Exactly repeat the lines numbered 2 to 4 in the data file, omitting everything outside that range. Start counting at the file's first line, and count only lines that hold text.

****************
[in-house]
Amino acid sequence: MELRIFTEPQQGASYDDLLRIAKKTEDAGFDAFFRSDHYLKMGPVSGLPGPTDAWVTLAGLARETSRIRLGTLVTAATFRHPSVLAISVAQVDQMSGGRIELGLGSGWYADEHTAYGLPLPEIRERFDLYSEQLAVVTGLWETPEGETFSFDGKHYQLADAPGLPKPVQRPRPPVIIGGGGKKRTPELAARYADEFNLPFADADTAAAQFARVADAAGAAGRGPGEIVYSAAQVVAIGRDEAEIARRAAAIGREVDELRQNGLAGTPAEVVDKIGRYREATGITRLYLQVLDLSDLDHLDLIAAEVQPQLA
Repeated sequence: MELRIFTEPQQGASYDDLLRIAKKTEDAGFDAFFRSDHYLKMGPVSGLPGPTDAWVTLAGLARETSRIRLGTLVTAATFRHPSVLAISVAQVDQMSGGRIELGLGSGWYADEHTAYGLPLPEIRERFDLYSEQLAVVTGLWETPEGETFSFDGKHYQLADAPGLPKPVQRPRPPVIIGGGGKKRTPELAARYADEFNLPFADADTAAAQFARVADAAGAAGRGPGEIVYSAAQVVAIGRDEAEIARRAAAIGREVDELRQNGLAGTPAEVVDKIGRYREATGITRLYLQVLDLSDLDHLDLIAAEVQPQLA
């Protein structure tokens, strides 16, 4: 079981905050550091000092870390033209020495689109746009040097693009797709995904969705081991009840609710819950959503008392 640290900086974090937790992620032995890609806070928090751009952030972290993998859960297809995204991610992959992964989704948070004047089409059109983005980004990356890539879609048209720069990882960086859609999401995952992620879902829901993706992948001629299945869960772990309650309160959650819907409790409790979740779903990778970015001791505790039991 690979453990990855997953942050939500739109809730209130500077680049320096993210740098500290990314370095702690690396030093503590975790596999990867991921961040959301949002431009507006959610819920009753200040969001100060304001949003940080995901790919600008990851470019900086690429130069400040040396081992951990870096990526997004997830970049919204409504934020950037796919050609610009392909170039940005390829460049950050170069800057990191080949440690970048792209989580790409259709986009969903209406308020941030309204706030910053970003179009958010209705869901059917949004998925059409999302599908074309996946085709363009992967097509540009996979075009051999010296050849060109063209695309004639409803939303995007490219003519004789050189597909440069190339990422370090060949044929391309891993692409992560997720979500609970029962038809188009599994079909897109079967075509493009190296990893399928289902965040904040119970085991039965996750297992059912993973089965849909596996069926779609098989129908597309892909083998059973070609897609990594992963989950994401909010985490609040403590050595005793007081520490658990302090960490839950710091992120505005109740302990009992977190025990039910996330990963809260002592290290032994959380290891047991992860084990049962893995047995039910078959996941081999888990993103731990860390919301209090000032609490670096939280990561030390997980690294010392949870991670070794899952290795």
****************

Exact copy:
Amino acid sequence: MELRIFTEPQQGASYDDLLRIAKKTEDAGFDAFFRSDHYLKMGPVSGLPGPTDAWVTLAGLARETSRIRLGTLVTAATFRHPSVLAISVAQVDQMSGGRIELGLGSGWYADEHTAYGLPLPEIRERFDLYSEQLAVVTGLWETPEGETFSFDGKHYQLADAPGLPKPVQRPRPPVIIGGGGKKRTPELAARYADEFNLPFADADTAAAQFARVADAAGAAGRGPGEIVYSAAQVVAIGRDEAEIARRAAAIGREVDELRQNGLAGTPAEVVDKIGRYREATGITRLYLQVLDLSDLDHLDLIAAEVQPQLA
Repeated sequence: MELRIFTEPQQGASYDDLLRIAKKTEDAGFDAFFRSDHYLKMGPVSGLPGPTDAWVTLAGLARETSRIRLGTLVTAATFRHPSVLAISVAQVDQMSGGRIELGLGSGWYADEHTAYGLPLPEIRERFDLYSEQLAVVTGLWETPEGETFSFDGKHYQLADAPGLPKPVQRPRPPVIIGGGGKKRTPELAARYADEFNLPFADADTAAAQFARVADAAGAAGRGPGEIVYSAAQVVAIGRDEAEIARRAAAIGREVDELRQNGLAGTPAEVVDKIGRYREATGITRLYLQVLDLSDLDHLDLIAAEVQPQLA
């Protein structure tokens, strides 16, 4: 079981905050550091000092870390033209020495689109746009040097693009797709995904969705081991009840609710819950959503008392 640290900086974090937790992620032995890609806070928090751009952030972290993998859960297809995204991610992959992964989704948070004047089409059109983005980004990356890539879609048209720069990882960086859609999401995952992620879902829901993706992948001629299945869960772990309650309160959650819907409790409790979740779903990778970015001791505790039991 690979453990990855997953942050939500739109809730209130500077680049320096993210740098500290990314370095702690690396030093503590975790596999990867991921961040959301949002431009507006959610819920009753200040969001100060304001949003940080995901790919600008990851470019900086690429130069400040040396081992951990870096990526997004997830970049919204409504934020950037796919050609610009392909170039940005390829460049950050170069800057990191080949440690970048792209989580790409259709986009969903209406308020941030309204706030910053970003179009958010209705869901059917949004998925059409999302599908074309996946085709363009992967097509540009996979075009051999010296050849060109063209695309004639409803939303995007490219003519004789050189597909440069190339990422370090060949044929391309891993692409992560997720979500609970029962038809188009599994079909897109079967075509493009190296990893399928289902965040904040119970085991039965996750297992059912993973089965849909596996069926779609098989129908597309892909083998059973070609897609990594992963989950994401909010985490609040403590050595005793007081520490658990302090960490839950710091992120505005109740302990009992977190025990039910996330990963809260002592290290032994959380290891047991992860084990049962893995047995039910078959996941081999888990993103731990860390919301209090000032609490670096939280990561030390997980690294010392949870991670070794899952290795």